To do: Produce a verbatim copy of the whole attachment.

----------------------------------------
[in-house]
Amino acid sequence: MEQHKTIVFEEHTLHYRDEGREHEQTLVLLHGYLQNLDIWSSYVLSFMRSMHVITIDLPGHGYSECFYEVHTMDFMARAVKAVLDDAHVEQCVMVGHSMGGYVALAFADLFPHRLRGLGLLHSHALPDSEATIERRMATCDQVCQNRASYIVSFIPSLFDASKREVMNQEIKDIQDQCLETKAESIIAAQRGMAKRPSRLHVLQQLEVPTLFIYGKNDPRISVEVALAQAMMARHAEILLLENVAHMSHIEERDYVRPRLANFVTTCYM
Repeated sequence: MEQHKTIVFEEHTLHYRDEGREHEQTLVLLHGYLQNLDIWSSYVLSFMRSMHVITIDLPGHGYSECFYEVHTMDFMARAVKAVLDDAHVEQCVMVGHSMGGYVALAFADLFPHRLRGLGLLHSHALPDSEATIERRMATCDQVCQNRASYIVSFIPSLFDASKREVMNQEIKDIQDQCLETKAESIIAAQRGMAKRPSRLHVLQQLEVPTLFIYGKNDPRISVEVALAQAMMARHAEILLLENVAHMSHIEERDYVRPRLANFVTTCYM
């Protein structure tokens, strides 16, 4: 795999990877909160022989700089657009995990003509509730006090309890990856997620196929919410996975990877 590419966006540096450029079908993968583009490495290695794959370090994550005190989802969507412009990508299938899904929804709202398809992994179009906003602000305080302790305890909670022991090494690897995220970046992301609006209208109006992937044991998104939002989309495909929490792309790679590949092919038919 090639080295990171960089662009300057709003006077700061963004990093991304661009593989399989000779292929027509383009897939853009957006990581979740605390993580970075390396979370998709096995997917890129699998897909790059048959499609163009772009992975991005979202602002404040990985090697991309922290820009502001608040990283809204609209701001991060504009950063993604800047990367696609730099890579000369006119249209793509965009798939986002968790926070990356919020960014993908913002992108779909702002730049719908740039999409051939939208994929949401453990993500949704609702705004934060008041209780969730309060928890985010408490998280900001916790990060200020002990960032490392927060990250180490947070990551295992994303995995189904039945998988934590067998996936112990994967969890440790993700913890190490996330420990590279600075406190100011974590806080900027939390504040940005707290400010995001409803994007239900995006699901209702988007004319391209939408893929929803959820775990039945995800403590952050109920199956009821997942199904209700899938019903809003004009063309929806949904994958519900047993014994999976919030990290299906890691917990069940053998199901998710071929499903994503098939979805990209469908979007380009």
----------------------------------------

[in-house]
Amino acid sequence: MEQHKTIVFEEHTLHYRDEGREHEQTLVLLHGYLQNLDIWSSYVLSFMRSMHVITIDLPGHGYSECFYEVHTMDFMARAVKAVLDDAHVEQCVMVGHSMGGYVALAFADLFPHRLRGLGLLHSHALPDSEATIERRMATCDQVCQNRASYIVSFIPSLFDASKREVMNQEIKDIQDQCLETKAESIIAAQRGMAKRPSRLHVLQQLEVPTLFIYGKNDPRISVEVALAQAMMARHAEILLLENVAHMSHIEERDYVRPRLANFVTTCYM
Repeated sequence: MEQHKTIVFEEHTLHYRDEGREHEQTLVLLHGYLQNLDIWSSYVLSFMRSMHVITIDLPGHGYSECFYEVHTMDFMARAVKAVLDDAHVEQCVMVGHSMGGYVALAFADLFPHRLRGLGLLHSHALPDSEATIERRMATCDQVCQNRASYIVSFIPSLFDASKREVMNQEIKDIQDQCLETKAESIIAAQRGMAKRPSRLHVLQQLEVPTLFIYGKNDPRISVEVALAQAMMARHAEILLLENVAHMSHIEERDYVRPRLANFVTTCYM
């Protein structure tokens, strides 16, 4: 795999990877909160022989700089657009995990003509509730006090309890990856997620196929919410996975990877 590419966006540096450029079908993968583009490495290695794959370090994550005190989802969507412009990508299938899904929804709202398809992994179009906003602000305080302790305890909670022991090494690897995220970046992301609006209208109006992937044991998104939002989309495909929490792309790679590949092919038919 090639080295990171960089662009300057709003006077700061963004990093991304661009593989399989000779292929027509383009897939853009957006990581979740605390993580970075390396979370998709096995997917890129699998897909790059048959499609163009772009992975991005979202602002404040990985090697991309922290820009502001608040990283809204609209701001991060504009950063993604800047990367696609730099890579000369006119249209793509965009798939986002968790926070990356919020960014993908913002992108779909702002730049719908740039999409051939939208994929949401453990993500949704609702705004934060008041209780969730309060928890985010408490998280900001916790990060200020002990960032490392927060990250180490947070990551295992994303995995189904039945998988934590067998996936112990994967969890440790993700913890190490996330420990590279600075406190100011974590806080900027939390504040940005707290400010995001409803994007239900995006699901209702988007004319391209939408893929929803959820775990039945995800403590952050109920199956009821997942199904209700899938019903809003004009063309929806949904994958519900047993014994999976919030990290299906890691917990069940053998199901998710071929499903994503098939979805990209469908979007380009």